Completing a drug or alcohol rehab program shouldn't spell the end of substance abuse treatment. Aftercare involves making a sustainable plan for recovery, including ongoing support. This can include sober living arrangements like halfway houses, career counseling, and setting a patient up with community programs like Alcoholics Anonymous (AA) or Narcotics Anonymous (NA).

Sober Living Homes:

Consists of group homes and community-based apartments. Group homes provide 24 hour supervised residential care, either as a transitional step for individuals being discharged from more restrictive settings, or to avoid a placement in a more restrictive setting. Services offered within the program include room and board, milieu therapy, therapeutic activities, and education in activities of daily living, case management and linkage with other services. Community-based apartments are managed by Regional. There is not 24 hour staff on site, but there is a strong case management component to provide in-home support for successful independent living.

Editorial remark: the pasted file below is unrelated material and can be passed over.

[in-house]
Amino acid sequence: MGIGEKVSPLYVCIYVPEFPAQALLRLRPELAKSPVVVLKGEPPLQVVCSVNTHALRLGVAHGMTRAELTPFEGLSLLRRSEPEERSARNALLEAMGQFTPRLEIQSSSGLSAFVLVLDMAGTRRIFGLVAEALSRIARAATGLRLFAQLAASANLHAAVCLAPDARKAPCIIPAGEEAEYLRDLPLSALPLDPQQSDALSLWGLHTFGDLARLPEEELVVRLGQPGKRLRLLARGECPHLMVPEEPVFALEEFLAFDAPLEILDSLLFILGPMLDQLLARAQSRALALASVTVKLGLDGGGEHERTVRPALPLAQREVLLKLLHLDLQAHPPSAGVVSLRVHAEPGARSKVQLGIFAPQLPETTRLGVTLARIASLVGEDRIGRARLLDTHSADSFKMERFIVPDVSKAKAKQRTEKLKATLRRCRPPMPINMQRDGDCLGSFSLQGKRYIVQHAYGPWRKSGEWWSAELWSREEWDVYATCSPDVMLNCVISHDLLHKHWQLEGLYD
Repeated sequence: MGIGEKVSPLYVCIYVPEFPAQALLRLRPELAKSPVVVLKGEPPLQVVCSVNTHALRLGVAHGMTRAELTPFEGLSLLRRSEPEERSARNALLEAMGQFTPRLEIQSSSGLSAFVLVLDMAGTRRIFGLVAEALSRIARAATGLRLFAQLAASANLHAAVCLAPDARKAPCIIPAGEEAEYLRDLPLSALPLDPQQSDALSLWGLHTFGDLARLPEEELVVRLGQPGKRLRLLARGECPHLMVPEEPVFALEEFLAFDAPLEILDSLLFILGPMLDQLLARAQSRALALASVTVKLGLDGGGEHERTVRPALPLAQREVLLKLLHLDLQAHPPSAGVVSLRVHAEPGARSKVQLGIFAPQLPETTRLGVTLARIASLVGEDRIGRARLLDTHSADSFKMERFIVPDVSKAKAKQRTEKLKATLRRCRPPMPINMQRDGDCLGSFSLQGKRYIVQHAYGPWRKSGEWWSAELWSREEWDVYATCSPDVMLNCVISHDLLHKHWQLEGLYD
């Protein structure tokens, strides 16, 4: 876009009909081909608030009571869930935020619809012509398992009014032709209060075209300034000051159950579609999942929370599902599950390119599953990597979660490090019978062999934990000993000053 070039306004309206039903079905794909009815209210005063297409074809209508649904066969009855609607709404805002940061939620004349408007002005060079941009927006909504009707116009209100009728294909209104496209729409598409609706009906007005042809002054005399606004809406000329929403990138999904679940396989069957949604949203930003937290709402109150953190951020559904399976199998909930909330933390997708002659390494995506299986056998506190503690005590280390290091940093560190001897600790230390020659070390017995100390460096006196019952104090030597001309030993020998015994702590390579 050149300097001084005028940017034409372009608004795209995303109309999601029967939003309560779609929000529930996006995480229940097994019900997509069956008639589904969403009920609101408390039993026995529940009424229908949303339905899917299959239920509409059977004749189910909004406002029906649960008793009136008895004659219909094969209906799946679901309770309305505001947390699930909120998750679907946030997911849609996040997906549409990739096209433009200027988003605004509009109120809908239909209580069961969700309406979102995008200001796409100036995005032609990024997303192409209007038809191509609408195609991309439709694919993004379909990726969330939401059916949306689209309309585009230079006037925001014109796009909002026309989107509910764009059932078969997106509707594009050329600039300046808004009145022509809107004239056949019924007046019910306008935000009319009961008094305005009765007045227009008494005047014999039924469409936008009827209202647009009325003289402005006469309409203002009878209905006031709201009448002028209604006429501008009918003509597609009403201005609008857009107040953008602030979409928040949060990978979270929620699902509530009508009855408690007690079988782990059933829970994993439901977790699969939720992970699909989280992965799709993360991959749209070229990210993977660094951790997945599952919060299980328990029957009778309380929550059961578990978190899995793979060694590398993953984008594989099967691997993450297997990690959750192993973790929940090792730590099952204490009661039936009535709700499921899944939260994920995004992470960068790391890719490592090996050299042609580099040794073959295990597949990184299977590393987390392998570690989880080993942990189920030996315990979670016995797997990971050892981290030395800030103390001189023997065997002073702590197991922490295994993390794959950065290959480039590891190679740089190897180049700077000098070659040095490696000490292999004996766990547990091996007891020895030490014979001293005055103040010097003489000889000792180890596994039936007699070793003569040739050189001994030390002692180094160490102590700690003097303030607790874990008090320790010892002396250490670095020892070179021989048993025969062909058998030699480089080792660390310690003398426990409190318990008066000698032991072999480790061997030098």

Treatment Focus:

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Mental Health and Substance Abuse:

A combined mental health and substance abuse rehab has the staff and resources available to handle individuals with both mental health and substance abuse issues. It can be challenging to determine where a specific symptom stems from (a mental health issue or an issue related to substance abuse), so mental health and substance abuse professionals are helpful in detangling symptoms and keeping treatment on track.

Opioid Addiction:

Opioid rehabs specialize in supporting those recovering from opioid addiction. They treat those suffering from addiction to illegal opioids like heroin, as well as prescription drugs like oxycodone. These centers typically combine both physical as well as mental and emotional support to help stop addiction. Physical support often includes medical detox and subsequent medical support (including medication), and mental support includes in-depth therapy to address the underlying causes of addiction.

Alcoholism: